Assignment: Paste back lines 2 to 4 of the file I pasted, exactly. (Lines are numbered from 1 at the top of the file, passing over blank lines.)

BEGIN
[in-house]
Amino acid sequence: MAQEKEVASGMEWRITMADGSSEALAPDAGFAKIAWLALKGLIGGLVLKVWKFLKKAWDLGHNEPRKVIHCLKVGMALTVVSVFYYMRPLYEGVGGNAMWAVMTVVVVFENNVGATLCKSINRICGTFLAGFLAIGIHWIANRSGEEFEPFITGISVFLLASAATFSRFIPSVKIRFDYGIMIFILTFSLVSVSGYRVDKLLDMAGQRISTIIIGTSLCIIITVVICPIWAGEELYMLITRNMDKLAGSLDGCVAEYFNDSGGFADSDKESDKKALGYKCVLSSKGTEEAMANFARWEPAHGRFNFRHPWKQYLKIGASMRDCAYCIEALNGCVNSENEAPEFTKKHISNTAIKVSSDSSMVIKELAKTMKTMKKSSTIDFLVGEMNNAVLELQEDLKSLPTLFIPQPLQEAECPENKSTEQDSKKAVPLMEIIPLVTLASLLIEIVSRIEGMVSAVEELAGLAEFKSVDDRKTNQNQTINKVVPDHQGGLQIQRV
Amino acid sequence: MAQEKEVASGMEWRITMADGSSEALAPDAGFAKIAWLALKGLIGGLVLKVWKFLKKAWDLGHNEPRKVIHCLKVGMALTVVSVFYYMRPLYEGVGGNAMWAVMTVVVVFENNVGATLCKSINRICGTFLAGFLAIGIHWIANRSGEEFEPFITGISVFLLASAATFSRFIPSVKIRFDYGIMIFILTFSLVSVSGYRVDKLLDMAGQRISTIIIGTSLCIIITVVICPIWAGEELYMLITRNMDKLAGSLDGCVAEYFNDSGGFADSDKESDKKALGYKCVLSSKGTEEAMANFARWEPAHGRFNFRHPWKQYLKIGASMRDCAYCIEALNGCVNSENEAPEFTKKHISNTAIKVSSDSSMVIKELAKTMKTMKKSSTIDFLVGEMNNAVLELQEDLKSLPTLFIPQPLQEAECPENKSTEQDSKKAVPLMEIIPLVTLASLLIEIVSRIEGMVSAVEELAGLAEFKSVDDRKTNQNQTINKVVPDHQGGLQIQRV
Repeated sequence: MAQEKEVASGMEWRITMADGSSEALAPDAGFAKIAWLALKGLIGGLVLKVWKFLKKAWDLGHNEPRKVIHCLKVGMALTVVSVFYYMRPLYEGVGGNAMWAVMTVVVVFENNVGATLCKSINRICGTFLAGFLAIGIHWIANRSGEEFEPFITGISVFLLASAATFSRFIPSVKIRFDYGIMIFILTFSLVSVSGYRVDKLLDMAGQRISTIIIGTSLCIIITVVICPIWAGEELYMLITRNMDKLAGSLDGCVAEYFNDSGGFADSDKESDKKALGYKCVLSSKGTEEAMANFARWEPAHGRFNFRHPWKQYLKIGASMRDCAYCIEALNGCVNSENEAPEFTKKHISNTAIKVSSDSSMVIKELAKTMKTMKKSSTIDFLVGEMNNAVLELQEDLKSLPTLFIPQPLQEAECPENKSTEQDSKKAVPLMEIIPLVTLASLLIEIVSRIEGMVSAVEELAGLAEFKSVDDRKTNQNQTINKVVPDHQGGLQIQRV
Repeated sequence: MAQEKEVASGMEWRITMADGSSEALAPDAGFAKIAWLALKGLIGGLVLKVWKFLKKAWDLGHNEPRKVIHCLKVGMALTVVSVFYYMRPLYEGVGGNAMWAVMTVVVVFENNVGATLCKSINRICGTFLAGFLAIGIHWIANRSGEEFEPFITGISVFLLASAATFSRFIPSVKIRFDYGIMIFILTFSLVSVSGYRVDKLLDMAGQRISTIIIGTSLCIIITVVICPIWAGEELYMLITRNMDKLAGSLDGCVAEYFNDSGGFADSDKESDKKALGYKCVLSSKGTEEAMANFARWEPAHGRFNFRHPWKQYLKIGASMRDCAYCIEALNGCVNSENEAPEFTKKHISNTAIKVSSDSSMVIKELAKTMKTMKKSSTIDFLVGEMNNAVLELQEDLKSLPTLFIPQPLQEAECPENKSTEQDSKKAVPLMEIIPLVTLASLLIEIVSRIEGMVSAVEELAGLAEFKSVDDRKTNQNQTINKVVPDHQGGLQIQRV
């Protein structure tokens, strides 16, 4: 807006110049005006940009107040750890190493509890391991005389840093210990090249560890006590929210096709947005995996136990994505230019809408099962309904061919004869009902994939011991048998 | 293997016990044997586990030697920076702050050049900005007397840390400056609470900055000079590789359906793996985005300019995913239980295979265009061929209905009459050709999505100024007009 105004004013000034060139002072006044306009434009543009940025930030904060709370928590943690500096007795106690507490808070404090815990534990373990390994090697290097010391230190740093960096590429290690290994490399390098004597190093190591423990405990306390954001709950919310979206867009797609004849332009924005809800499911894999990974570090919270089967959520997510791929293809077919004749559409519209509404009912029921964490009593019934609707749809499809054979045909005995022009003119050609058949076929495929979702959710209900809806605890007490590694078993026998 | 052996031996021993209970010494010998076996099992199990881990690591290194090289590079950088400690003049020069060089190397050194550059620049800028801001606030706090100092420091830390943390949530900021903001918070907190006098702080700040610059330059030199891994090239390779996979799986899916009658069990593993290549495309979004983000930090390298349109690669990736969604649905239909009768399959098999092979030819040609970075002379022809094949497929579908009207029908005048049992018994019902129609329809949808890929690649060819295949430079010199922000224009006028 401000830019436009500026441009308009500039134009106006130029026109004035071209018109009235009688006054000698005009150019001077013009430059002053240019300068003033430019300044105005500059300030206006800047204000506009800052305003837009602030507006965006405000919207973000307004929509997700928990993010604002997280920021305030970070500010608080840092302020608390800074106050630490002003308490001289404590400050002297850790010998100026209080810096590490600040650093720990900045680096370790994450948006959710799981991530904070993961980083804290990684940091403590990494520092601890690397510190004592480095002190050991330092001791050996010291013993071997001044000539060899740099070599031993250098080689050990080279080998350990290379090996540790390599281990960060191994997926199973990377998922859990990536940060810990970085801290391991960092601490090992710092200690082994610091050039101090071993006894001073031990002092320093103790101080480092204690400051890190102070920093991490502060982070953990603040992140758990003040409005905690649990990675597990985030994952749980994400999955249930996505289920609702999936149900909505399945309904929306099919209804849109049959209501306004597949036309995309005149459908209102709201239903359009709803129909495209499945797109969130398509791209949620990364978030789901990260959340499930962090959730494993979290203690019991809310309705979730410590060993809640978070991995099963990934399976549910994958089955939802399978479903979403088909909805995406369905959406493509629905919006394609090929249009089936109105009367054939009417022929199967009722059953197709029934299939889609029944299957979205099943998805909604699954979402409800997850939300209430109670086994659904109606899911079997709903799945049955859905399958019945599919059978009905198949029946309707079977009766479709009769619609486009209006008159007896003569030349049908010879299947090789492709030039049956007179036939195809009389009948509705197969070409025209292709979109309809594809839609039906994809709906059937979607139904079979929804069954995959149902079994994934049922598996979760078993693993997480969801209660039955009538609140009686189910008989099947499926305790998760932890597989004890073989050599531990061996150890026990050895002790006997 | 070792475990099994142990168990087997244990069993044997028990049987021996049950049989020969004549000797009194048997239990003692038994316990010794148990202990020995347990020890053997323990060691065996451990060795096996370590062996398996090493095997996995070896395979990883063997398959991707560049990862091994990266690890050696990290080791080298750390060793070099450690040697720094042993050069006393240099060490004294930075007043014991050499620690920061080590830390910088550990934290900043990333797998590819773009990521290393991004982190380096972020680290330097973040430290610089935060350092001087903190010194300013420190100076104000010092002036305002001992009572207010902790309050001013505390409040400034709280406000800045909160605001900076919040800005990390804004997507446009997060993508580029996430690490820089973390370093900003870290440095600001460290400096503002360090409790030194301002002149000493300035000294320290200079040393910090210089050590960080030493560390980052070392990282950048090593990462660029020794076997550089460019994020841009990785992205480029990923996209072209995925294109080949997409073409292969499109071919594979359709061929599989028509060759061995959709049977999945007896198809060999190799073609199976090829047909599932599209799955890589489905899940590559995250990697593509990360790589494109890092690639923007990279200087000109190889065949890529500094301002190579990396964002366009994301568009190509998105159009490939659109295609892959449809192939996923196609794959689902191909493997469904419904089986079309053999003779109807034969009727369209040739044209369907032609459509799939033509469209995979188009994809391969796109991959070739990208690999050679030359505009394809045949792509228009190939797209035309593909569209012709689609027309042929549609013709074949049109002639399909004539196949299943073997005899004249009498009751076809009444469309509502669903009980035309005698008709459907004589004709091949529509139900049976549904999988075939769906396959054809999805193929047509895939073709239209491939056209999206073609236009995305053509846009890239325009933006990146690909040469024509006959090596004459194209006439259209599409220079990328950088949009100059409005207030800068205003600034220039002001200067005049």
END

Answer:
Amino acid sequence: MAQEKEVASGMEWRITMADGSSEALAPDAGFAKIAWLALKGLIGGLVLKVWKFLKKAWDLGHNEPRKVIHCLKVGMALTVVSVFYYMRPLYEGVGGNAMWAVMTVVVVFENNVGATLCKSINRICGTFLAGFLAIGIHWIANRSGEEFEPFITGISVFLLASAATFSRFIPSVKIRFDYGIMIFILTFSLVSVSGYRVDKLLDMAGQRISTIIIGTSLCIIITVVICPIWAGEELYMLITRNMDKLAGSLDGCVAEYFNDSGGFADSDKESDKKALGYKCVLSSKGTEEAMANFARWEPAHGRFNFRHPWKQYLKIGASMRDCAYCIEALNGCVNSENEAPEFTKKHISNTAIKVSSDSSMVIKELAKTMKTMKKSSTIDFLVGEMNNAVLELQEDLKSLPTLFIPQPLQEAECPENKSTEQDSKKAVPLMEIIPLVTLASLLIEIVSRIEGMVSAVEELAGLAEFKSVDDRKTNQNQTINKVVPDHQGGLQIQRV
Amino acid sequence: MAQEKEVASGMEWRITMADGSSEALAPDAGFAKIAWLALKGLIGGLVLKVWKFLKKAWDLGHNEPRKVIHCLKVGMALTVVSVFYYMRPLYEGVGGNAMWAVMTVVVVFENNVGATLCKSINRICGTFLAGFLAIGIHWIANRSGEEFEPFITGISVFLLASAATFSRFIPSVKIRFDYGIMIFILTFSLVSVSGYRVDKLLDMAGQRISTIIIGTSLCIIITVVICPIWAGEELYMLITRNMDKLAGSLDGCVAEYFNDSGGFADSDKESDKKALGYKCVLSSKGTEEAMANFARWEPAHGRFNFRHPWKQYLKIGASMRDCAYCIEALNGCVNSENEAPEFTKKHISNTAIKVSSDSSMVIKELAKTMKTMKKSSTIDFLVGEMNNAVLELQEDLKSLPTLFIPQPLQEAECPENKSTEQDSKKAVPLMEIIPLVTLASLLIEIVSRIEGMVSAVEELAGLAEFKSVDDRKTNQNQTINKVVPDHQGGLQIQRV
Repeated sequence: MAQEKEVASGMEWRITMADGSSEALAPDAGFAKIAWLALKGLIGGLVLKVWKFLKKAWDLGHNEPRKVIHCLKVGMALTVVSVFYYMRPLYEGVGGNAMWAVMTVVVVFENNVGATLCKSINRICGTFLAGFLAIGIHWIANRSGEEFEPFITGISVFLLASAATFSRFIPSVKIRFDYGIMIFILTFSLVSVSGYRVDKLLDMAGQRISTIIIGTSLCIIITVVICPIWAGEELYMLITRNMDKLAGSLDGCVAEYFNDSGGFADSDKESDKKALGYKCVLSSKGTEEAMANFARWEPAHGRFNFRHPWKQYLKIGASMRDCAYCIEALNGCVNSENEAPEFTKKHISNTAIKVSSDSSMVIKELAKTMKTMKKSSTIDFLVGEMNNAVLELQEDLKSLPTLFIPQPLQEAECPENKSTEQDSKKAVPLMEIIPLVTLASLLIEIVSRIEGMVSAVEELAGLAEFKSVDDRKTNQNQTINKVVPDHQGGLQIQRV